It’s that potential to set minds wandering that lies behind our art project. Behind the chilled-out purveyor of ambient sounds, there’s an inquiring researcher looking for what might just lead to a clinical development. In my part-time academic post, I research inner experience: everyday phenomena such as mind-wandering, and more unusual mental happenings such as hallucinations. Both of these extremes can be encompassed in the experience of ICU patients, whose bodies can appear to be doing not very much at all, but whose minds are often far from restful. The Wellcome Trust, our venue for today, is the home of Hubbub, an interdisciplinary research project examining the idea of rest and its opposites from perspectives ranging from cultural history to neuroscience. We now know a fair amount about how human brains function in the so-called ‘resting state’, where participants lie in an MRI scanner with no specific instructions to do anything. I have a particular interest in how to map the movements of an unstill mind on to the complex dynamics of a resting brain, particularly the activity of the default mode network: a set of brain areas that activate when a person is not engaged in any specific task.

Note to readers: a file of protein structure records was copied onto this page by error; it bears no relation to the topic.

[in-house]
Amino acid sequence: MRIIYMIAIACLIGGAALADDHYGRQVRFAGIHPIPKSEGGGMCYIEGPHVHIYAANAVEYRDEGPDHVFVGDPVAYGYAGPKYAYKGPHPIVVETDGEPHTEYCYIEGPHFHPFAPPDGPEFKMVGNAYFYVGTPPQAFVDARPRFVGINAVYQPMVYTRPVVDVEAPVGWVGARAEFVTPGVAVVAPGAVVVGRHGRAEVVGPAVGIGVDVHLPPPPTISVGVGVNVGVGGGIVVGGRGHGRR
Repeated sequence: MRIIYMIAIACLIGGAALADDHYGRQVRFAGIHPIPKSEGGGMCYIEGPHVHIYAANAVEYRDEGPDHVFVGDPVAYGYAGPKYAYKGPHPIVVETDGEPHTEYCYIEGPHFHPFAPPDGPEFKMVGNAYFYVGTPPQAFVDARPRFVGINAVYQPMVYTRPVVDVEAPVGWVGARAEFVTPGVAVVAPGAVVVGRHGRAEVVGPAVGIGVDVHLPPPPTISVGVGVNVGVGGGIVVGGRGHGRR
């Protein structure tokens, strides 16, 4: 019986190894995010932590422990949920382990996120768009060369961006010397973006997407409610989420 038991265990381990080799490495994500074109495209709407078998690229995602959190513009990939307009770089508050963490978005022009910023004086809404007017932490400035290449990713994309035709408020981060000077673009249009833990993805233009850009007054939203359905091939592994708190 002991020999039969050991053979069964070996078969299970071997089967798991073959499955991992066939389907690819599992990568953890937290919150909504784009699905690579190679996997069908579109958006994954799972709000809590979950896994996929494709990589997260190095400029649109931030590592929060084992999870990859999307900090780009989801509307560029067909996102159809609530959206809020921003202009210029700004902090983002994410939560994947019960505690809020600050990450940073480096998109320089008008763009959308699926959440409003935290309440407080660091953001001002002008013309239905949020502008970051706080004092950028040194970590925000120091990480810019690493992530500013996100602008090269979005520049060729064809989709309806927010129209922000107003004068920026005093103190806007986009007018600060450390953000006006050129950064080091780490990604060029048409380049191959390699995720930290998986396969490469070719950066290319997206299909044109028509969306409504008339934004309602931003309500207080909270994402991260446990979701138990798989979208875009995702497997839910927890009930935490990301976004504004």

No one has yet tested Eno’s ideas on how ambient music might promote mind-wandering. There are reasons for thinking that being able to escape the present moment might be particularly valuable in a clinical context. One research team gave participants small electric shocks on their wrists, and then asked whether or not they were focused on the discomfort. Those who reported their minds wandering away from the pain showed greater cognitive focus during the experience of the shock, through recruitment of the default mode network and its engagement with pain-suppression regions in the brain. Although the emphasis was on individual differences in people’s tendency to mind-wander away from pain, they suggest that encouraging mind-wandering might bring clinical benefits.

Perhaps no one has a greater need to escape the present moment than an ICU patient. Led by the psychologist Dorothy Wade, the team at the UCH unit has been pioneering new methods of reducing the stress of the intensive care experience. The approach is preventative rather than reactive. ‘We train nurses in the unit to talk to patients about any worries or fears,’ Wade told me, ‘and to remind them they are in a safe place. We encourage patients to listen to music or relaxation exercises, and to enjoy favourite pastimes such as reading.’ This approach is being trialled in a national study, which involves Aaronovitch as a patient representative. He feels that more needs to be done to educate staff, families and the general public about the problem of ICU delirium, especially given how varied patients’ reactions can be. During his own intensive care stay, staff would tell his family that he was ‘a bit confused’. ‘One thing I was not was confused,’ he told me. ‘I knew exactly what was going on; it just happened to be delusional. “Confusion” as a euphemism for “psychosis” is deeply unhelpful.’